PewDiePie Announced Plans to Take a Break From YouTube

It's not the first time the YouTube's biggest creator has struggled with burnout.

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PewDiePie Announced Plans to Take a Break From YouTube
Image credit: PewDiePie/YouTube
5 min read
This story originally appeared on Business Insider

PewDiePie announced in a recent video that he will take a break from YouTube next year. The platform's biggest single creator, real name Felix Kjellberg, said he will be away "for a little while" at the beginning of 2020 because he's feeling tired.

"I am taking break from YouTube next year," he said. "I wanted to say it in advance because I made up my mind. I'm tired. I'm feeling very tired, I don't know if you can tell."

He said he was going to explain more later, but just "wanted to give a heads up" to his fans first.

Kjellberg, who has 102 million subscribers, has taken at least two breaks from YouTube in his nine years on the platform. For example, in November 2016, he uploaded an emotional video called "I QUIT (for now) [END]" where he said he felt down and sad. He said his stress was starting to affect people around him, including his editors and his partner Marzia, so he was ending his daily vlogs.

Related: YouTube's Tougher Harassment Policy Cracks Down on Hate Speech and Threats

In a previous article, Kjellberg told Insider he's learned to be more cautious when handing over his time and knows his own limits much better now.

"As a online content creator your presence needs to be constantly moving forward and since your job depends on it, it can be hard to hit the brakes," he said. "When you're blessed with many opportunities it's hard to say no and you can easily find yourself with too many obligations to keep up."

Kjellberg made the announcement of his latest break in his video "YouTube's New Update Has A BIG FLAW!" where he criticized the platform's new harassment policy. The ever-changing rules and regulations on YouTube could be one reason Kjellberg feels like stepping back for a while. Many creators, including him, criticized the new policy as vague and inconsistent.

In a recent blog post, YouTube said "harassment hurts our community by making people less inclined to share their opinions and engage with each other," but the company would "remain committed to [their] openness as a platform and to ensuring that spirited debate and a vigorous exchange of ideas continue to thrive."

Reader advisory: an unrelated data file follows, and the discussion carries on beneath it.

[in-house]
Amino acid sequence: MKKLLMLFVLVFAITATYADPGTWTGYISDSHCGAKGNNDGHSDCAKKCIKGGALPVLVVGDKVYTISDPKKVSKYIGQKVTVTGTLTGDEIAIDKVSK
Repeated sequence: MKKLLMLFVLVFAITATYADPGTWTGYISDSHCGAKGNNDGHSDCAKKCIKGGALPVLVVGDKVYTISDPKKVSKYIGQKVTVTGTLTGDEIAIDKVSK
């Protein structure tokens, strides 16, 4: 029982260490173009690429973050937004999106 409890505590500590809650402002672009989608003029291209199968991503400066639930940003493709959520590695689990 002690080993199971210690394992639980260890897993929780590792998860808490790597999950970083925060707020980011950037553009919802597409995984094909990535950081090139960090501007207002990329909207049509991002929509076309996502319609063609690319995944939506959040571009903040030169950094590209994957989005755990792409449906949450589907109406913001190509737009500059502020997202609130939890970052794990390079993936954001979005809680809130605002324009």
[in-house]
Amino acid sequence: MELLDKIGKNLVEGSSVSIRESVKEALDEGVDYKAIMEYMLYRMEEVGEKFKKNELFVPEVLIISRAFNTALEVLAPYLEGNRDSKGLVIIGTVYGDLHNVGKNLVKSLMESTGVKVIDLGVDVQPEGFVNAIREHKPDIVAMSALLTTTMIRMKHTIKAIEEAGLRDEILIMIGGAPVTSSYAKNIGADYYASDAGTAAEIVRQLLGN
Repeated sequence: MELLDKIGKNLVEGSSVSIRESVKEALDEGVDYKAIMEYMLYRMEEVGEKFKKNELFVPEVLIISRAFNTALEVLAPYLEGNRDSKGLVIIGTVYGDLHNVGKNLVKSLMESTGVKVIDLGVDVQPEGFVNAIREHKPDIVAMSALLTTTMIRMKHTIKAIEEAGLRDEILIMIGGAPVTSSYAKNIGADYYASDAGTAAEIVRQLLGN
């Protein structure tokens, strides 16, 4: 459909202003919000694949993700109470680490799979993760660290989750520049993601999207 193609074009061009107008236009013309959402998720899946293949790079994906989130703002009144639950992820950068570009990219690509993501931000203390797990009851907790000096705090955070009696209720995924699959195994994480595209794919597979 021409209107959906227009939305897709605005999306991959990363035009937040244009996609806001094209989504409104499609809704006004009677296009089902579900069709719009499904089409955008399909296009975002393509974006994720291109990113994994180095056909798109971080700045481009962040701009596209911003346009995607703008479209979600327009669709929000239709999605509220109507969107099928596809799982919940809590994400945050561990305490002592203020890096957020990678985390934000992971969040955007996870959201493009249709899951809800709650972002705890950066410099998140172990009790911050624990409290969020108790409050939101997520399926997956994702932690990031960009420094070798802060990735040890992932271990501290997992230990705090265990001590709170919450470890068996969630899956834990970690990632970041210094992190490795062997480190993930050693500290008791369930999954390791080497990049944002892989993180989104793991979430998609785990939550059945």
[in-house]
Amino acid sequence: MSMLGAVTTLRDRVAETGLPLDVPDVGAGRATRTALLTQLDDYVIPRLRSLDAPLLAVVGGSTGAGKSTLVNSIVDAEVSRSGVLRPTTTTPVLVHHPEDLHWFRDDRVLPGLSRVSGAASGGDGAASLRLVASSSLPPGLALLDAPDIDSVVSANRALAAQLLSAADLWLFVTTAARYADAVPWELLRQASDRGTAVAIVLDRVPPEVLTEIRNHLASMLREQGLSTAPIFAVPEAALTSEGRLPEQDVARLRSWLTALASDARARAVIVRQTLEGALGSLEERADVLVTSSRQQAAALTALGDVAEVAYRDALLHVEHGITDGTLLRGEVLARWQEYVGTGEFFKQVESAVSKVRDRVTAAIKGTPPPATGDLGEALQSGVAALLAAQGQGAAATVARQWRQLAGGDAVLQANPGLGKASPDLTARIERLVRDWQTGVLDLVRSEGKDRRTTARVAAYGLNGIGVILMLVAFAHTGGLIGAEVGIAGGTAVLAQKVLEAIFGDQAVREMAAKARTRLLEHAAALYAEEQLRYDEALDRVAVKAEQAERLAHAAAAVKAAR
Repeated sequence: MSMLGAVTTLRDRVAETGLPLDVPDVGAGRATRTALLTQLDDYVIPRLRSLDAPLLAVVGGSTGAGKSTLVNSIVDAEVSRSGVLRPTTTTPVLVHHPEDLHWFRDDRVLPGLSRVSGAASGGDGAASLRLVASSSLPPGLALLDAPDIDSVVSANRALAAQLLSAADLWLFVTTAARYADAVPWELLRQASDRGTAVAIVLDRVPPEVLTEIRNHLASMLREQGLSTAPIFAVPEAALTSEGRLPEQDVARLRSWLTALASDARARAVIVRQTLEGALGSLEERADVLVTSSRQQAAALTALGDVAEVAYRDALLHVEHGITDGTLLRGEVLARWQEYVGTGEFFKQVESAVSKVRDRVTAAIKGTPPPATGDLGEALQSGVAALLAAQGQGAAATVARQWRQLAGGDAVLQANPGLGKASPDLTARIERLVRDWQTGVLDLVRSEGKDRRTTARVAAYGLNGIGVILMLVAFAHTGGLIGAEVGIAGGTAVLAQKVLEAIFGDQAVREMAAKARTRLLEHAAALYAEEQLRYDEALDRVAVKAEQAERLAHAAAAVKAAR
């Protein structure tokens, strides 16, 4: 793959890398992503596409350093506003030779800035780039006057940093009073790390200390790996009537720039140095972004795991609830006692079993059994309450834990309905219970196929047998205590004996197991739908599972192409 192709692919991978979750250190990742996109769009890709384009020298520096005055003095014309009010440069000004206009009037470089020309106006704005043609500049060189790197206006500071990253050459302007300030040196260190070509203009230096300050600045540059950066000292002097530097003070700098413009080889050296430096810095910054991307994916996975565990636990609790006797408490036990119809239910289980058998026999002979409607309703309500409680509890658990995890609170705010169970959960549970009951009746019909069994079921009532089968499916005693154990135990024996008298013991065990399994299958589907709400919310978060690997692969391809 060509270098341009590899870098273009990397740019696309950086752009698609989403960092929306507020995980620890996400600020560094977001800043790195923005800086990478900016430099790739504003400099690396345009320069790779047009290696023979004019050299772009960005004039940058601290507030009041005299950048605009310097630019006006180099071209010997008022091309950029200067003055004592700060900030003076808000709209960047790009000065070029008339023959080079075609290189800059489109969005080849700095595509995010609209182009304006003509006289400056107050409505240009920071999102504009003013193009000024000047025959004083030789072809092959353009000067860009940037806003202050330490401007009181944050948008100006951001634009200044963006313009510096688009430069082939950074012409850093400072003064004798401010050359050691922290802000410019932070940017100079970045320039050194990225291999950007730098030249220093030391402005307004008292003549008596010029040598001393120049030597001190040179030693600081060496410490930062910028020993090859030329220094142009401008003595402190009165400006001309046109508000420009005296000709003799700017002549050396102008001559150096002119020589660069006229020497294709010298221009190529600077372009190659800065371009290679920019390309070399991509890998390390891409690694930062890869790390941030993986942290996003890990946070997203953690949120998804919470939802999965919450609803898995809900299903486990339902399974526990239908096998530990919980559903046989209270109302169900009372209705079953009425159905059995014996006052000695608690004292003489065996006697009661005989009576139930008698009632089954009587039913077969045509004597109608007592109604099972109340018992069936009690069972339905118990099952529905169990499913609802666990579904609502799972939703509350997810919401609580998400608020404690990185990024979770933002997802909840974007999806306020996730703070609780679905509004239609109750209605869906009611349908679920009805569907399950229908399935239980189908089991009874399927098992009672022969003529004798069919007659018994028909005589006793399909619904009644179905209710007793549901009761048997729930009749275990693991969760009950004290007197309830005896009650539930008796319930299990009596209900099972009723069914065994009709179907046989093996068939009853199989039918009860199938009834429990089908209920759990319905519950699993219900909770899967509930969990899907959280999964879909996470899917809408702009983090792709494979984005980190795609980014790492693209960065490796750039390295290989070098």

One of the first channels hit was iDubbbz, owned by a hugely popular YouTuber and friend of Kjellberg best known for his "Content Cop" series where he calls out the questionable behavior of other creators. His video about a long-since vanished YouTuber LeafyIsHere was taken down for violating the new guidelines.

Related: How a Trip to the Himalayas Changed a YouTube Influencer's Entrepreneurial Mindset

"The thing I've learned about YouTube's policies is that it doesn't matter what they say, what matters is how they enforce it," Kjellberg said in his video. "YouTube creators are degenerates, they're the worst people out there, speaking from a YouTuber."

He added that the community are the ones who keep others, including himself, in line — something he suggests YouTube has been slow and ineffective at.

"The only thing keeping these YouTube vultures in check is other YouTubers…Don't come and ruin it for us YouTube," he said. "The rule is if you do dumb [stuff] on YouTube, you will get called out on it."

Kjellberg has also had a few big life changes over the past year, which could factor into his decision, such as getting married to his long-term partner Marzia Bisognin. The couple also bought a new house in Japan, but it was recently broken into and Marzia lost 90% of her valuables.

Kjellberg could also be stepping back to take a break from the criticism he receives. As well as being the biggest YouTuber, he's also one of the most controversial. He has made a number of videos in the past where he's played pranks, but the end results have been considered tasteless.

In one video, he used the freelancer platform Fiverr to pay two men in India $5 to dance around with a sign that said "Death to all Jews." At the time, Kjellberg said it was supposed to be a comment on capitalism, but many responded saying it was just anti-Semitic and offensive towards the men he hired. He has also been caught using racial and sexist slurs in anger whilst live-streaming.

Related: Learn Digital Advertising Essentials and Stay Ahead of the Game on YouTube

Kjellberg's continued support of free speech has also attracted a fanbase that is also fond of controversy and trolling. On the most violent end of that spectrum, the alleged New Zealand mosque shooter in March reportedly told viewers to "subscribe to PewDiePie" during the livestream.

"I feel absolutely sickened having my name uttered by this person," Kjellberg said of the news. "My heart and thoughts go out to the victims, families, and everyone affected by this tragedy."

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